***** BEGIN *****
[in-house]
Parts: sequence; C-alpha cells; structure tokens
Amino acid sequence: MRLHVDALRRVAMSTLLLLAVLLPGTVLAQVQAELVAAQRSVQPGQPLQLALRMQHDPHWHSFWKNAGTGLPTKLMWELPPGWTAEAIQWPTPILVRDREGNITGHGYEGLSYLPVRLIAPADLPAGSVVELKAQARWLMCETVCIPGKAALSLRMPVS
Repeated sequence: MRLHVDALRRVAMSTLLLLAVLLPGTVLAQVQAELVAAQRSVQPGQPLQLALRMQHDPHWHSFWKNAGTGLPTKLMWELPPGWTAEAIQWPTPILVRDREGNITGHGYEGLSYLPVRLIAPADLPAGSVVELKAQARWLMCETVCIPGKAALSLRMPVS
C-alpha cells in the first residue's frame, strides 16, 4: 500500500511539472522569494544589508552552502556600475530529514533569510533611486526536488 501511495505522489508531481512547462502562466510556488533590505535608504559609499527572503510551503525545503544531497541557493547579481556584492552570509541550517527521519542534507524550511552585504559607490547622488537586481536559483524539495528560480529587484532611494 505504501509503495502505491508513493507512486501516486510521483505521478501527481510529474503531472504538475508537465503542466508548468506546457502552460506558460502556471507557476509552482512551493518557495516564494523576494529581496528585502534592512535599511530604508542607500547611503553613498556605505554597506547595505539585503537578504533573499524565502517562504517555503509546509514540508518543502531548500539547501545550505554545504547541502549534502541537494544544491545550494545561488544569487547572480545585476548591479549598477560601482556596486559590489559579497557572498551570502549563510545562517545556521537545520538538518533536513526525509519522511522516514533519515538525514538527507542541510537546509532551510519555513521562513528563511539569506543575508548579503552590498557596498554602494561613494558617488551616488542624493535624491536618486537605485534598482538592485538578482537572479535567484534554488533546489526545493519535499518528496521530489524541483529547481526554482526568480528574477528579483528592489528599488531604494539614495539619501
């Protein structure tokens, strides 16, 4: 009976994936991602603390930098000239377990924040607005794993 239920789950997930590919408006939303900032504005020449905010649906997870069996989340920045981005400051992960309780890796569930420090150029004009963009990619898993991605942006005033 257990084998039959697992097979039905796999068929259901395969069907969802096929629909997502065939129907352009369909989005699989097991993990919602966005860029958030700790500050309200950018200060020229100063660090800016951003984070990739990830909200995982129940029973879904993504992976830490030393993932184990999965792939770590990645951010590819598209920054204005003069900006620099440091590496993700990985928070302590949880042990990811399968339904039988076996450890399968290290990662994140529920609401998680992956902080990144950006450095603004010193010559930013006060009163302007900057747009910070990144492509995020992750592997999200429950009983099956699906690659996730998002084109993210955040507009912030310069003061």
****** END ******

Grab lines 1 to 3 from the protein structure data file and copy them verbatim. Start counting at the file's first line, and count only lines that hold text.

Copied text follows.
[in-house]
Parts: sequence; C-alpha cells; structure tokens
Amino acid sequence: MRLHVDALRRVAMSTLLLLAVLLPGTVLAQVQAELVAAQRSVQPGQPLQLALRMQHDPHWHSFWKNAGTGLPTKLMWELPPGWTAEAIQWPTPILVRDREGNITGHGYEGLSYLPVRLIAPADLPAGSVVELKAQARWLMCETVCIPGKAALSLRMPVS